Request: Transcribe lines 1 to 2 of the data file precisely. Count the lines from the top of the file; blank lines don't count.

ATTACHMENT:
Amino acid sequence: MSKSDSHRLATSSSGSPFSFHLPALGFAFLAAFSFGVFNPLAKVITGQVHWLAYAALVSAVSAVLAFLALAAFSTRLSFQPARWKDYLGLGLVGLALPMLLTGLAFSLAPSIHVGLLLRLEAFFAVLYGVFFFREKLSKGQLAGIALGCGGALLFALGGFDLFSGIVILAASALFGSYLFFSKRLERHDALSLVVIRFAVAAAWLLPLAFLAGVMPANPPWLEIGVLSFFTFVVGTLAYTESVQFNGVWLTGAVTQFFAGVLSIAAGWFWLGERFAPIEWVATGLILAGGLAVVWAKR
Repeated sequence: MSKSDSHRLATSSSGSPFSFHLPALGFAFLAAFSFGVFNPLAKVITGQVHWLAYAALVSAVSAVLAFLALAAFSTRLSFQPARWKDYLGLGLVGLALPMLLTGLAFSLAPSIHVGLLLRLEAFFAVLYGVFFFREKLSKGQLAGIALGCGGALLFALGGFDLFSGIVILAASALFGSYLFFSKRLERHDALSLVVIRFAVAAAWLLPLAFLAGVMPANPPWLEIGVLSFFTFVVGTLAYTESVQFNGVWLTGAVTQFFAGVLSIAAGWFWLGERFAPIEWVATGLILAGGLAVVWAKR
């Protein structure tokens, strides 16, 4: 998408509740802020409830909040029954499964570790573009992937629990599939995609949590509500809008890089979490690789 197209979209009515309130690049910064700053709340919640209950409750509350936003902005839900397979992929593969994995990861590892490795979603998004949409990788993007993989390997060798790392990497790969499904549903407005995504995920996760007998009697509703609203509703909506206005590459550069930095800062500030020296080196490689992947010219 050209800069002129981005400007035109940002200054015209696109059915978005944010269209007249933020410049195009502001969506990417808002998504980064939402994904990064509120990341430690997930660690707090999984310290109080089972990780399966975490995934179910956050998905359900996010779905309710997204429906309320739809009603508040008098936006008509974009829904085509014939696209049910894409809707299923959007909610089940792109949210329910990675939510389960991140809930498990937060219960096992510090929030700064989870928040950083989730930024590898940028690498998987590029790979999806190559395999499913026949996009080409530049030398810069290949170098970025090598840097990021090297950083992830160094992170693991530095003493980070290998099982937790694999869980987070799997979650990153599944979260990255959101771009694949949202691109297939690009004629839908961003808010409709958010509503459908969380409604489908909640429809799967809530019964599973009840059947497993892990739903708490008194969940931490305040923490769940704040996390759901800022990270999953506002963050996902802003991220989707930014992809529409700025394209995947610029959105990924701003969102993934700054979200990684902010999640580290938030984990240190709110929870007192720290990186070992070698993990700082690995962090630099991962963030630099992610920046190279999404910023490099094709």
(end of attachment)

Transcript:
Amino acid sequence: MSKSDSHRLATSSSGSPFSFHLPALGFAFLAAFSFGVFNPLAKVITGQVHWLAYAALVSAVSAVLAFLALAAFSTRLSFQPARWKDYLGLGLVGLALPMLLTGLAFSLAPSIHVGLLLRLEAFFAVLYGVFFFREKLSKGQLAGIALGCGGALLFALGGFDLFSGIVILAASALFGSYLFFSKRLERHDALSLVVIRFAVAAAWLLPLAFLAGVMPANPPWLEIGVLSFFTFVVGTLAYTESVQFNGVWLTGAVTQFFAGVLSIAAGWFWLGERFAPIEWVATGLILAGGLAVVWAKR
Repeated sequence: MSKSDSHRLATSSSGSPFSFHLPALGFAFLAAFSFGVFNPLAKVITGQVHWLAYAALVSAVSAVLAFLALAAFSTRLSFQPARWKDYLGLGLVGLALPMLLTGLAFSLAPSIHVGLLLRLEAFFAVLYGVFFFREKLSKGQLAGIALGCGGALLFALGGFDLFSGIVILAASALFGSYLFFSKRLERHDALSLVVIRFAVAAAWLLPLAFLAGVMPANPPWLEIGVLSFFTFVVGTLAYTESVQFNGVWLTGAVTQFFAGVLSIAAGWFWLGERFAPIEWVATGLILAGGLAVVWAKR